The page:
Naturopathic practitioners should be banned from treating minors.
I recently made this proposal in the context of the tragic death of Ezekiel Stephan, whose parents are on trial in Alberta for failing to provide the necessities of life. Ezekiel’s parents needlessly caused him to suffer from bacterial meningitis, in part by getting care from a licensed naturopath, Tracy Tannis, ND.
In the trial, Tannis and one of her staff members have given conflicting testimonies about their interactions with Ezekiel and his parents. It is not clear if Tannis urged Ezekiel’s parents to immediately take him to the emergency room, but it is clear that she dispensed a tincture containing echinacea to Ezekiel’s mother to treat meningitis. In fact, the physician’s report from the emergency room at Alberta Children’s Hospital supports this point.
Tannis’s recommendations were dangerously contradictory. On the one hand, Tannis claims to have urged Ezekiel’s mom to seek emergency care, but at the same time, she suggested something like, “This herbal product BLAST can help.” In selling a concoction to treat meningitis, Tannis diluted whatever medical urgency she claimed to convey.
The story of Ezekiel Stephan highlights the ethical and legal tragedies that licensed naturopaths bring to society. Licensed naturopaths themselves and legislators who affirm licensure do not realize that naturopathic training is nothing like legitimate medical school training.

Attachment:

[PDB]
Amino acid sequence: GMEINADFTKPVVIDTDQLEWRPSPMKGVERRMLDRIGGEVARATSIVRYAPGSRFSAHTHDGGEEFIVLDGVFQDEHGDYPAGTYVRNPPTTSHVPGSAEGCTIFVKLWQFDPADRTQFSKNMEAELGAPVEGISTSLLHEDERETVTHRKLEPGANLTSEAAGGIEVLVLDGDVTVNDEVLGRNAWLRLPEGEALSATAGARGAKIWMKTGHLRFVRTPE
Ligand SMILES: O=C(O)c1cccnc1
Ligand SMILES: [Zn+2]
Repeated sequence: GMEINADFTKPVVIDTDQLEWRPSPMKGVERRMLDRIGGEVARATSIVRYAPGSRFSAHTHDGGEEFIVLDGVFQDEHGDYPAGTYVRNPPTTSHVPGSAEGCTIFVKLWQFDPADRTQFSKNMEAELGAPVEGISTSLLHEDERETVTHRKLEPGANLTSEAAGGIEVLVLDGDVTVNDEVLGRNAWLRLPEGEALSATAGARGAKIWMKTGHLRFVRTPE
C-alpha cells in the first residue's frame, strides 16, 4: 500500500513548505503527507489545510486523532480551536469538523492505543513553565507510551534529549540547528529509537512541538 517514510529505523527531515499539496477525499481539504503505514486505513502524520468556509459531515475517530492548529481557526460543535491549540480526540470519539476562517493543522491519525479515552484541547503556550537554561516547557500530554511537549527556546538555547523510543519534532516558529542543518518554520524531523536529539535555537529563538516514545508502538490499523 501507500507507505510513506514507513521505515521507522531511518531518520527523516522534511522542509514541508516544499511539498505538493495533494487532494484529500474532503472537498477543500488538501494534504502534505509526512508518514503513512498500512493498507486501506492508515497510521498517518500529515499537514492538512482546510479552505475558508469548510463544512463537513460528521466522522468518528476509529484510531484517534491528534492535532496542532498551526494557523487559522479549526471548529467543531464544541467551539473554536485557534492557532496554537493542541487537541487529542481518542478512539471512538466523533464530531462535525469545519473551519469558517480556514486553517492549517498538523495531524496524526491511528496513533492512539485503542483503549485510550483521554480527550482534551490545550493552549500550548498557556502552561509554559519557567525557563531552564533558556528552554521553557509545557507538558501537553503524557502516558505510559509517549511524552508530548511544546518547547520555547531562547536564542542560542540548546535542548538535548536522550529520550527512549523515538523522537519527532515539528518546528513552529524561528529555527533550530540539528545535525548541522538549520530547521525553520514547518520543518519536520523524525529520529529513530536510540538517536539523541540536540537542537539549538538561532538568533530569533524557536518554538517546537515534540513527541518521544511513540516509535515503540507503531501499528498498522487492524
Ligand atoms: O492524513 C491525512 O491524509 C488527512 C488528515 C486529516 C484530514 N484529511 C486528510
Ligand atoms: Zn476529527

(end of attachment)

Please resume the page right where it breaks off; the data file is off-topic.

I have written about the poor training of licensed naturopaths in general, but I have yet to detail the fatally flawed pediatric training that NDs receive in their accredited programs. I graduated from Bastyr University in 2011 and took every pediatrics course offered at the time. I went on to complete a one-year residency focused on pediatrics in a private naturopathic clinic. If I hadn’t walked away from being a naturopath, I would now be eligible for “board certification” in naturopathic pediatrics, yet another misleading status. Practically, however, any licensed naturopath can claim to specialize in pediatrics.
My experience puts me in a unique position to show what naturopathic training looks like from the inside and why, especially for children, naturopathic care is dangerous. In addition to my residency patient logs, I support this point with a critical review of pediatrics syllabi from Bastyr University (Seattle, WA) and Southwest College of Naturopathic Medicine (Phoenix, AZ). I then asked some pediatricians in the U.S. and Canada about their training and thoughts on my training. Continue reading